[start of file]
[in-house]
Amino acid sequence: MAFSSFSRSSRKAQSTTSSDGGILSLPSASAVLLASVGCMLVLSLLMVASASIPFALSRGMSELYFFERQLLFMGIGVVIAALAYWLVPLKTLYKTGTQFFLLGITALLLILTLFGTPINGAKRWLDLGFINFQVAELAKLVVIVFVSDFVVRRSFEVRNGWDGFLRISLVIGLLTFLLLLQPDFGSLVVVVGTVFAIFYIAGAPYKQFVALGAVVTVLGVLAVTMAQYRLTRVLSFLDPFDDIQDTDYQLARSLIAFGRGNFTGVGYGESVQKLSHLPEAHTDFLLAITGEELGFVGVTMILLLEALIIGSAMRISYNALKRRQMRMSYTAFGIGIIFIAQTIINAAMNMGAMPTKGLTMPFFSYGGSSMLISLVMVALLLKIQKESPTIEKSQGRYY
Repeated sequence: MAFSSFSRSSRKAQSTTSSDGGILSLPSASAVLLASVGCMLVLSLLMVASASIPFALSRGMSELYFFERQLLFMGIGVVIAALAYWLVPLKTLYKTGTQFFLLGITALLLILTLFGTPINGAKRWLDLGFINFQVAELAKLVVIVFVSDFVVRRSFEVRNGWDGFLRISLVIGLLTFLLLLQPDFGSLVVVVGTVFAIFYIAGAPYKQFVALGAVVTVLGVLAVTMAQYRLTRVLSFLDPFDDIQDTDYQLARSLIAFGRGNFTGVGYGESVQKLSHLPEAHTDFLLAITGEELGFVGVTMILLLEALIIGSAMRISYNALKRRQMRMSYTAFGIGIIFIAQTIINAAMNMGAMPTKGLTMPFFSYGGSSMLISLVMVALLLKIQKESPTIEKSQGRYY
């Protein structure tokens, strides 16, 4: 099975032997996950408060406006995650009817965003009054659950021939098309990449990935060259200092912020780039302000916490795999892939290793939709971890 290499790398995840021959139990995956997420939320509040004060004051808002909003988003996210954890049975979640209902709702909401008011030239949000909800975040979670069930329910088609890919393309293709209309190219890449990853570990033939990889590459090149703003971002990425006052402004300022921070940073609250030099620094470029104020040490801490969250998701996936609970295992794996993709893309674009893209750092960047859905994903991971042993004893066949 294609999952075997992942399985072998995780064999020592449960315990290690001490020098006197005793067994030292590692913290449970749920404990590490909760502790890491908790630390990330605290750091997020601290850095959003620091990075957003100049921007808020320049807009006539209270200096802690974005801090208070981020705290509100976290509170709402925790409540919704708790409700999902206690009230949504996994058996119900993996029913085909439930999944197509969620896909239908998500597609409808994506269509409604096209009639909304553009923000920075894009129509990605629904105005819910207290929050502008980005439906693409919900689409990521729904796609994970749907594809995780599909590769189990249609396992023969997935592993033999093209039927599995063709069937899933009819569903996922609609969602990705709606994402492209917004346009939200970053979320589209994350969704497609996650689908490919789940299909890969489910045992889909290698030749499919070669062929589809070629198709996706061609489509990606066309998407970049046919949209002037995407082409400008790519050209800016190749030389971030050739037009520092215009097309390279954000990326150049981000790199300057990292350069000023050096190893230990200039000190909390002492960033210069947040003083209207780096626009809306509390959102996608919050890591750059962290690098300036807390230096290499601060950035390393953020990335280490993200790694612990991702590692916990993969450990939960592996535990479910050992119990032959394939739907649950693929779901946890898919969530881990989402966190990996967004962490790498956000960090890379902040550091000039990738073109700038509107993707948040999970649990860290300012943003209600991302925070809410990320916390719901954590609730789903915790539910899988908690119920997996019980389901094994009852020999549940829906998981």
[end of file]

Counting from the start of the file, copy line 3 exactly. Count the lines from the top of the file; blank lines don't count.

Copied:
Repeated sequence: MAFSSFSRSSRKAQSTTSSDGGILSLPSASAVLLASVGCMLVLSLLMVASASIPFALSRGMSELYFFERQLLFMGIGVVIAALAYWLVPLKTLYKTGTQFFLLGITALLLILTLFGTPINGAKRWLDLGFINFQVAELAKLVVIVFVSDFVVRRSFEVRNGWDGFLRISLVIGLLTFLLLLQPDFGSLVVVVGTVFAIFYIAGAPYKQFVALGAVVTVLGVLAVTMAQYRLTRVLSFLDPFDDIQDTDYQLARSLIAFGRGNFTGVGYGESVQKLSHLPEAHTDFLLAITGEELGFVGVTMILLLEALIIGSAMRISYNALKRRQMRMSYTAFGIGIIFIAQTIINAAMNMGAMPTKGLTMPFFSYGGSSMLISLVMVALLLKIQKESPTIEKSQGRYY